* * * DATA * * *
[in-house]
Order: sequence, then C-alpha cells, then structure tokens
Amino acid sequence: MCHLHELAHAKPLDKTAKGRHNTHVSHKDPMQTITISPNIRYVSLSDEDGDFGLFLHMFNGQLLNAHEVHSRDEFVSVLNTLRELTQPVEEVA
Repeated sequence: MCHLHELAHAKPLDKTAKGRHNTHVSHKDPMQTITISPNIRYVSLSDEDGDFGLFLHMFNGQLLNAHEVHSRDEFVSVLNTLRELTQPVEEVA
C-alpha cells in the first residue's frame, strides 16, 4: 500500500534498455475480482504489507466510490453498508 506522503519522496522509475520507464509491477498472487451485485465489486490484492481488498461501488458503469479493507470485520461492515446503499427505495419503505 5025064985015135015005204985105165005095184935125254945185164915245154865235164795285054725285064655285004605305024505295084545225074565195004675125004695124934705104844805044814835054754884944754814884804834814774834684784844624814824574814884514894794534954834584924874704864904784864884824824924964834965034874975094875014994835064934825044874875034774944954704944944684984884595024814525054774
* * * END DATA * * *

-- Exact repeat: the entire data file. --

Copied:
[in-house]
Order: sequence, then C-alpha cells, then structure tokens
Amino acid sequence: MCHLHELAHAKPLDKTAKGRHNTHVSHKDPMQTITISPNIRYVSLSDEDGDFGLFLHMFNGQLLNAHEVHSRDEFVSVLNTLRELTQPVEEVA
Repeated sequence: MCHLHELAHAKPLDKTAKGRHNTHVSHKDPMQTITISPNIRYVSLSDEDGDFGLFLHMFNGQLLNAHEVHSRDEFVSVLNTLRELTQPVEEVA
C-alpha cells in the first residue's frame, strides 16, 4: 500500500534498455475480482504489507466510490453498508 506522503519522496522509475520507464509491477498472487451485485465489486490484492481488498461501488458503469479493507470485520461492515446503499427505495419503505 5025064985015135015005204985105165005095184935125254945185164915245154865235164795285054725285064655285004605305024505295084545225074565195004675125004695124934705104844805044814835054754884944754814884804834814774834684784844624814824574814884514894794534954834584924874704864904784864884824824924964834965034874975094875014994835064934825044874875034774944954704944944684984884595024814525054774